Mitogen-activated extracellular signal-regulated kinase (MEK) is a key substance in the cell signaling pathway and participates in the growth of tumor cells. Compared with ICCA, ECCA has a higher expression [60]. Binimetinib, as a potent and highly selective MEK1/2 inhibitor, combined with Capecitabine in the second and third-line treatment of CCA patients who have failed first-line chemotherapy has a DCR as high as 76.5%, ORR is 20.6% [61]. These encouraging clinical research results provide strong evidence for the further exploration of MEK inhibitors in CCA.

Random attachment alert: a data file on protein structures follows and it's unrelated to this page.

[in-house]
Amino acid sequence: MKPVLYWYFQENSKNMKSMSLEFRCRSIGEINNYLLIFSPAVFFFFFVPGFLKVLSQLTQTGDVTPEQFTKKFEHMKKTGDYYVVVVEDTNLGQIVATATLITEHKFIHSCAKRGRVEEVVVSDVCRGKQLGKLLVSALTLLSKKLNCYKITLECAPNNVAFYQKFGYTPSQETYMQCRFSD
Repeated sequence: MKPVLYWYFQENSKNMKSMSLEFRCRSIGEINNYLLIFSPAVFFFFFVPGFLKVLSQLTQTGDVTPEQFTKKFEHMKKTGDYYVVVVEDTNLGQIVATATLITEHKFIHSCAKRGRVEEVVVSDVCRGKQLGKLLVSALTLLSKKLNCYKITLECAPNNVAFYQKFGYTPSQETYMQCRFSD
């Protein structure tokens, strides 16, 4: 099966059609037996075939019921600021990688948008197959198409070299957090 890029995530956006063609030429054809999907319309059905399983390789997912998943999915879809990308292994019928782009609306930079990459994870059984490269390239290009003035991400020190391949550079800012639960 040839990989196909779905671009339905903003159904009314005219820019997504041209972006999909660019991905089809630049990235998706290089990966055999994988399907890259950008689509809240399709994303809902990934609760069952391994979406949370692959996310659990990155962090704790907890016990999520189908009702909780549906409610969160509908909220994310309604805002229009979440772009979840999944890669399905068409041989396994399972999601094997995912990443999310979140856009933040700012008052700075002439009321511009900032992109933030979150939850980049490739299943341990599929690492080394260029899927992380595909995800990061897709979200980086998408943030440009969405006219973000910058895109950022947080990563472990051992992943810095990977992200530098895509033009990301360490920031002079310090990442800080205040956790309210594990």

For targeted therapy related to signaling pathways, the PI3K/Akt/mTOR signaling pathway plays an important role. This pathway is not only involved in regulating the proliferation, differentiation and apoptosis of CCA cells, but also has a regulatory role in the function of CCA microenvironmental cells. Mutation of PIK3CA, the coding gene of PI3K, increases the activity of PI3K, a kinase in CCA cells, which not only reduces apoptosis of cancer cells, but also improves the infiltrating growth ability of CCA. Activated PI3K can cause Akt phosphorylation, and p-Akt regulates the cycle and apoptosis of cancer cells by affecting the expression of caspase-9 and nuclear factor-κ B, which play an important role in the growth and invasion of CCA [62]. The Ras/Raf/MAPK signaling pathway is one of the main pathogenic mechanisms of CCA. It is regulated by a variety of receptor molecules such as EGFR, HER2, VEGFR, and can interact with the cyclin p21 and PI3K/Akt signaling pathways. And it regulates the proliferation, differentiation and survival of tumor cells. Moreover, in the early stage of CCA, after the mutation of the K-Ras gene, the molecular switch of this pathway in the bile duct epithelial cells, the normal Ras protein cannot be produced, which leads to disorder of the signal pathway, uncontrolled cell proliferation and cancer [63]. The Notch signaling pathway, which is highly conservative in evolution, participates in the regulation of a variety of malignant biological behaviors of tumor cells, and plays an important role in the process of CCA biogenesis. Liu et al. [64] found that the expression of miR-129-2-3p in ICCA tissues and cells was reduced, and its target gene Wip1 played a tumor-suppressing effect in the progression of ICCA. The high level of Wip1 in human ICCA is associated with metastasis to lymph nodes (P=0.022). Compared with the control group, Wip1 gene deletion can significantly inhibit the proliferation and invasion of ICCA cells. Therefore, Wip1 may be a key regulator of human ICCA tumorigenesis and invasion, and Wip1 may be a therapeutic target of ICCA [65]. At the same time, the low expression of iNOS can also inhibit the proliferation of ICCA cells and promote cell apoptosis [66], which can be used as a breakthrough in the treatment of CCA in the future.